Pope John XV was an average Pope,susceptible to bribery and flattery,and generally met with a shoulder shrug from the people of Rome. He settled disputes over Papal authority in France and helped with reforms of various monasteries(ho hum usual Pope stuff).Pope John XV’s main claim to fame is that he is the first Pope to officially canonize a Saint. Usually if a person in the Church was to be declared a Saint,this was reserved for the Bishop of the diocese of where that person lived. Time went on and in order to tighten up this process(and to keep local corruption from creeping in),appeals were made to have the Pope be the final arbiter in the canonization process. Ulrich of Augsburg(890-973)would be the first Saint to be declared under this new rule. Various future Popes would further tighten up the canonization rules throughout the next few hundred years.
Whenever a non-Catholic asks me about what a Saint is,I usually just compare it to the baseball Hall of Fame. This is our Cooperstown. The Church itself isn’t actually creating a Saint,but it’s pointing to this man or woman and declaring to the world that this person has lived a life to emulate,a life centered on Christ. A life that all of us are called to live.
Pope Stephen VII was another stop-gap elected by Marozia,the ruler of the Papal States. Marozia had previously appointed Leo VI to the Papacy and now she’s chosen another elderly Pope to buy time until her son(by Pope Sergius III!)was old enough to fill the chair of St Peter(scandal!). Although he was not properly elected,Stephen was nonetheless a superstar in his own right,having belonged to one of the oldest,most prominent families in Rome,descended from great soldiers,statesmen and one emperor. Barely anything is known about Stephen other than his strict moral code and his wrath when his priests did not follow it. One Greek writer stated that this Pope was the first to not have a beard. I’ve drawn several beardless Popes already so this is information that could’ve been useful YESTERDAY(to quote Adam Sandler)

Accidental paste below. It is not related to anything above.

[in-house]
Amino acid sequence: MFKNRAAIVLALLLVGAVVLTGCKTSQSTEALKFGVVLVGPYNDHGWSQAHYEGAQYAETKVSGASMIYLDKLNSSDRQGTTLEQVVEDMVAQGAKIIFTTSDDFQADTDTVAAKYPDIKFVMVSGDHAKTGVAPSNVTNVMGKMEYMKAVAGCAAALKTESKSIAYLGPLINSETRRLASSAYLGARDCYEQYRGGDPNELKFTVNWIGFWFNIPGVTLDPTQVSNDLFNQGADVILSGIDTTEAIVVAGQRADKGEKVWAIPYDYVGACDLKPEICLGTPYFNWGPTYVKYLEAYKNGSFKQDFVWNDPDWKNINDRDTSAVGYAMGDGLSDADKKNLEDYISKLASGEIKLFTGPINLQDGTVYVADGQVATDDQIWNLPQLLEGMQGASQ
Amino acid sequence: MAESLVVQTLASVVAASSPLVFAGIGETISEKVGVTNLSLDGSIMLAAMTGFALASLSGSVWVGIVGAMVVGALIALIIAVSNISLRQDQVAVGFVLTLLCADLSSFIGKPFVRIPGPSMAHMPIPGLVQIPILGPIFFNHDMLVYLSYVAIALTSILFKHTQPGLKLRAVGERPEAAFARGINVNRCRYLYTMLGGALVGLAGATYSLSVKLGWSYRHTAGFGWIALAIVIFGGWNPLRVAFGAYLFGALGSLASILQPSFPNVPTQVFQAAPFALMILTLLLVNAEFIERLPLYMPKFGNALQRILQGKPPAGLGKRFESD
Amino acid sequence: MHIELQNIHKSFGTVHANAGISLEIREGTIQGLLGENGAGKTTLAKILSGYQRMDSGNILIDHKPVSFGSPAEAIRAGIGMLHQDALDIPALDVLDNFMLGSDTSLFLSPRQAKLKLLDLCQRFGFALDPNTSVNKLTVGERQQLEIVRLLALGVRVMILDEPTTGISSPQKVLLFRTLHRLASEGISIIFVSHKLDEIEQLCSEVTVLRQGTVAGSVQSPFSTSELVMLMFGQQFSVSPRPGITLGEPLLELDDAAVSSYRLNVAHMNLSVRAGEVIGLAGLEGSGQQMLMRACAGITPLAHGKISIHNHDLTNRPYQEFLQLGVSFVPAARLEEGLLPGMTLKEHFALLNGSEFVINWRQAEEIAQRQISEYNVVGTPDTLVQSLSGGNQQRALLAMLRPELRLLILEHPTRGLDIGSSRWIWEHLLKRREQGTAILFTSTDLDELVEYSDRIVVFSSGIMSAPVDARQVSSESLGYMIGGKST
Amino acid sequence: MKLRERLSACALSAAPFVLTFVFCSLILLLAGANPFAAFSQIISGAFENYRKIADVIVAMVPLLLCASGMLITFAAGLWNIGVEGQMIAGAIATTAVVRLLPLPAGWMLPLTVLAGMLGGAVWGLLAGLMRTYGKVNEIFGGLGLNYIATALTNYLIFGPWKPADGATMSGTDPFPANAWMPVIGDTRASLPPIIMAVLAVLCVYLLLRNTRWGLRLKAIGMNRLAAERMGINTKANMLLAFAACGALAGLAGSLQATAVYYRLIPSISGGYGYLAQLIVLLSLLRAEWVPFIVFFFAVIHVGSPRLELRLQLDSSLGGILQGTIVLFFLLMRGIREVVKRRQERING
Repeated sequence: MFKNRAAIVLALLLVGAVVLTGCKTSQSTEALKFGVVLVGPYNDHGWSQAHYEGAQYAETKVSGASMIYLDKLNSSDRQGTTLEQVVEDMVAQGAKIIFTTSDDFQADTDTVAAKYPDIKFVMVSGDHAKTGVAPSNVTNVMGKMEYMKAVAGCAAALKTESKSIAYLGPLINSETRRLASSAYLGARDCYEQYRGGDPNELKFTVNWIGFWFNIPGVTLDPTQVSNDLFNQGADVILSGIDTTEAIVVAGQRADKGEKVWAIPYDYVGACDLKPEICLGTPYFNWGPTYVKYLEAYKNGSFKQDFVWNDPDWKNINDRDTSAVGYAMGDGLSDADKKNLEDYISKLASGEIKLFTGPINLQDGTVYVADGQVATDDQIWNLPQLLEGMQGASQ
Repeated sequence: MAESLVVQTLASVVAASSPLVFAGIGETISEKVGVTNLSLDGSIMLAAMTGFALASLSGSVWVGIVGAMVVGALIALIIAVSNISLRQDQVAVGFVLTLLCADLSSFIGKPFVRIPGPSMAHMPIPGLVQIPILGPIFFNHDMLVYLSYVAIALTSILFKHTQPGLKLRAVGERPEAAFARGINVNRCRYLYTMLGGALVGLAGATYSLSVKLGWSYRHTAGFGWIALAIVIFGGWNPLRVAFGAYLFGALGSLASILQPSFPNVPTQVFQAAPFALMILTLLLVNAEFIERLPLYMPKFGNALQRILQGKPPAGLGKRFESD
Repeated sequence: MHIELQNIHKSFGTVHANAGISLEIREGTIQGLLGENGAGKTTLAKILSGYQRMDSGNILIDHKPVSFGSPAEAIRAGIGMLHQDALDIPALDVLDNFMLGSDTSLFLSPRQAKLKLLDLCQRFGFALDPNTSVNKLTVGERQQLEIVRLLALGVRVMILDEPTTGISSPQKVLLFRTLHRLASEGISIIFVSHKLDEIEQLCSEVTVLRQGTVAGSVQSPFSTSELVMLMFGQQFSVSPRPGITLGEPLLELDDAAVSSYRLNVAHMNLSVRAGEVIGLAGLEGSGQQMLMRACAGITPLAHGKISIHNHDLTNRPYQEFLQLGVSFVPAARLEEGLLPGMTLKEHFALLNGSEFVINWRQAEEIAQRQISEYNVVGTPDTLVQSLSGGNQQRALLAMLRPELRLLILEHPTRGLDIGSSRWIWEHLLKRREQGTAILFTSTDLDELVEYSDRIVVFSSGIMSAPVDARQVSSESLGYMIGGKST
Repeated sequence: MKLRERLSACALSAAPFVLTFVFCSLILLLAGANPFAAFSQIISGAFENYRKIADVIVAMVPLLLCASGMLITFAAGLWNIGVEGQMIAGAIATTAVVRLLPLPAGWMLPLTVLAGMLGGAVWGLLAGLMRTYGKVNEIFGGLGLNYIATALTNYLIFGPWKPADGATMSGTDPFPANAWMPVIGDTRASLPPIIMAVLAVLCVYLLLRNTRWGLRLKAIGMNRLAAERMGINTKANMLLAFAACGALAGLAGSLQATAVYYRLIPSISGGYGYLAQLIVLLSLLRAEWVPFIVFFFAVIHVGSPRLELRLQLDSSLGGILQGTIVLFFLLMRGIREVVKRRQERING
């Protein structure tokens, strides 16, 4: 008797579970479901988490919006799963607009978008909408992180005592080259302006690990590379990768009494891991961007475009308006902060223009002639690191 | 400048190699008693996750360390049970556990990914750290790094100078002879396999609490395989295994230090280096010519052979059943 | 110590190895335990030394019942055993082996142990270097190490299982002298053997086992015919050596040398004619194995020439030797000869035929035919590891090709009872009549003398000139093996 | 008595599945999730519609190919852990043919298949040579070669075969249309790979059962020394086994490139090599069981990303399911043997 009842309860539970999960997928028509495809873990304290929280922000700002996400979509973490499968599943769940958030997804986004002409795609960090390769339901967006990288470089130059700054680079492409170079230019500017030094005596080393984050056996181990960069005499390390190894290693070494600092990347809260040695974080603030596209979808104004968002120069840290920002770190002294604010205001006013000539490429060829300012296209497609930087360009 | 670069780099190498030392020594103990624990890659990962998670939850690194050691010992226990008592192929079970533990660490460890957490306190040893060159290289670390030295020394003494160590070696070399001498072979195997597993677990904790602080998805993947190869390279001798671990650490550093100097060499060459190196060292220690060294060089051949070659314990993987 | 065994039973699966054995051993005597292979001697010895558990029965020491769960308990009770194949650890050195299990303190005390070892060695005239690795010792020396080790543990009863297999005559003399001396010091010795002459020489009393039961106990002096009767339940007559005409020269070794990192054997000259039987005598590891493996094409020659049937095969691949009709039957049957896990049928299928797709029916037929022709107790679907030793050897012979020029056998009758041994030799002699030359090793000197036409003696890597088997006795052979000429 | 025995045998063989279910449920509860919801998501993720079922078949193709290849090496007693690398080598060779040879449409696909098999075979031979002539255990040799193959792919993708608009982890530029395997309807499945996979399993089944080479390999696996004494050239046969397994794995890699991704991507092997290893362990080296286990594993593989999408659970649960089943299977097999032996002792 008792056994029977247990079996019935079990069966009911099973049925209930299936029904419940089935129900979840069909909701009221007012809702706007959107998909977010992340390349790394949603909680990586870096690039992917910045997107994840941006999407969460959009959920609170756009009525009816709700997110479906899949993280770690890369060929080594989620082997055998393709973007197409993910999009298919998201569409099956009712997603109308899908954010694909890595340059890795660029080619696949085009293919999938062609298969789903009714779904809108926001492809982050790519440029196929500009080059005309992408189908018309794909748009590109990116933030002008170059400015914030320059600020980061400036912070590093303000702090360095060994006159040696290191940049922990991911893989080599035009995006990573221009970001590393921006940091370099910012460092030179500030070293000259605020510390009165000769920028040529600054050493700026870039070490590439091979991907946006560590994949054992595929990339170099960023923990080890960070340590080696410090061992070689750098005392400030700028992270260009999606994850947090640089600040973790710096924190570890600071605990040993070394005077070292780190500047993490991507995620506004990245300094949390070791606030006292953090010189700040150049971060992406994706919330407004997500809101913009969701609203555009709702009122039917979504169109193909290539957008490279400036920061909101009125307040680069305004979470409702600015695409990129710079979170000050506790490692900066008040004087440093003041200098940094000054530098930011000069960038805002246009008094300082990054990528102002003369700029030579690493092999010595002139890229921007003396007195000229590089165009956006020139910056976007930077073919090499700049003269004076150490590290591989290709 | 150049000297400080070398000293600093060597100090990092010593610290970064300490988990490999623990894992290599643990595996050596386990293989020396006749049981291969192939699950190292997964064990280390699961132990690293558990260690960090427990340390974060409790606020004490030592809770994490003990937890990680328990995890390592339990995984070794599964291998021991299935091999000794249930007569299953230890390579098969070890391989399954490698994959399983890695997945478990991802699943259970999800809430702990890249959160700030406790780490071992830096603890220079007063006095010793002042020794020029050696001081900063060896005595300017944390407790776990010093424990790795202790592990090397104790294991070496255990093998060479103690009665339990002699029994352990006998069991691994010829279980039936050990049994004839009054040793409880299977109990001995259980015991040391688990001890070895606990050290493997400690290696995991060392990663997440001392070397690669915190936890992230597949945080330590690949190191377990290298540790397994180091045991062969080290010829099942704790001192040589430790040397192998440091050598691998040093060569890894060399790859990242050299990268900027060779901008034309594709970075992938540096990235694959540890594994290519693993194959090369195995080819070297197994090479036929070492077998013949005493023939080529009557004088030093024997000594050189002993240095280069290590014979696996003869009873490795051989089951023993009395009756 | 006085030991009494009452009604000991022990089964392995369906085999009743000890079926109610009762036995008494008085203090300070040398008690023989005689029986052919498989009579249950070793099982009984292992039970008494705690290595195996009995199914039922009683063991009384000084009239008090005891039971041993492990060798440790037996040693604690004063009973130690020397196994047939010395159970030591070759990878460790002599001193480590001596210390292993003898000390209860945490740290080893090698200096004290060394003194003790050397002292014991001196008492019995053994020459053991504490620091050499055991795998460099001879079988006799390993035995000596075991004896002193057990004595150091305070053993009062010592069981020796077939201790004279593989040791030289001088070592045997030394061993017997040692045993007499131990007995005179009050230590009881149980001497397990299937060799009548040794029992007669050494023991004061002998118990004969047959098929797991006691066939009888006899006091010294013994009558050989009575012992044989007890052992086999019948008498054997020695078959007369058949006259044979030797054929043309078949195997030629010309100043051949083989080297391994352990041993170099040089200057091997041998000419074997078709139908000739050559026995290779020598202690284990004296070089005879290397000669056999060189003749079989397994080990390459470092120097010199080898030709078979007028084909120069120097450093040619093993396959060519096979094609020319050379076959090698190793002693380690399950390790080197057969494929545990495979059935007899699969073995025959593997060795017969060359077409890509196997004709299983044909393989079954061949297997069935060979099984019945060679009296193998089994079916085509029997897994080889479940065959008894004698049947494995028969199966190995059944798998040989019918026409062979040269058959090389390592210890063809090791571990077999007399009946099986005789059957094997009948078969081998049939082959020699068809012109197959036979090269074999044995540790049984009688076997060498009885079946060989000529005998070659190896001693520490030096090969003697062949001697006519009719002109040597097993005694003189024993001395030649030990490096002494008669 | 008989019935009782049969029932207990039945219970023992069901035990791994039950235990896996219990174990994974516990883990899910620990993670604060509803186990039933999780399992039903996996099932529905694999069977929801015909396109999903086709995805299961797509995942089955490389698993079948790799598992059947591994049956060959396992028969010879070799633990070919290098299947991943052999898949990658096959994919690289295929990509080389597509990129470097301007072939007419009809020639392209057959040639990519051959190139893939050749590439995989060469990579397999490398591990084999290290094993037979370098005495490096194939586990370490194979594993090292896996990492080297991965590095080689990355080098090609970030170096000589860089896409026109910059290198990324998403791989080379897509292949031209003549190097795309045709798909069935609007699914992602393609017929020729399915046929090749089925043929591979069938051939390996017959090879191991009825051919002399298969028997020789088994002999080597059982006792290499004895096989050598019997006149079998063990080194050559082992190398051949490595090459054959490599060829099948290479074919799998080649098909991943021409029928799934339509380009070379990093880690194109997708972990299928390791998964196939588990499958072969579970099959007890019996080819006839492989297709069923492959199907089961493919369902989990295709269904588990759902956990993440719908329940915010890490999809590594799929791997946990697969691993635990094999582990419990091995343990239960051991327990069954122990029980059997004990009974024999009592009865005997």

Pope Sergius III was technically elected to the Papacy in 898,but the Holy Roman Emperor despised him and drove him into exile in favor of Pope John IX. Once the people involved in his exile were out of the picture,Sergius came roaring back into Rome,assisted by the military might of Duke Alberic of Spoleto. The Papacy was already in turmoil with the imprisonment of current Pope Leo V and with Anti-Pope Christopher running the show. Sergius promptly had them both strangled,just to tie up lose ends and avoid confusion as to who exactly was Pope(what a swell gesture). The government of Rome was now mostly run by the husband and wife team of Theophylact and Theodora. These two pulled the strings of Sergius,mostly by use of their equally scheming daughter,Marozia,who is reported to have given birth to the bastard son of Pope Sergius,(he would later go on to be Pope John XI….Good Lord)
Pope Benedict XVI once remarked that the Catholic Church can’t be anything but Divine,because how else could the Church have survived 2000 years in spite of attacks from the outside,and in spite of terrible behavior of Catholics(like Sergius III)
I based his image on Telly Savalas,because this Pope seems like a character that Savalas would have played in a Biblical movie from the 1960s (Also,Pope Sergius was bald…)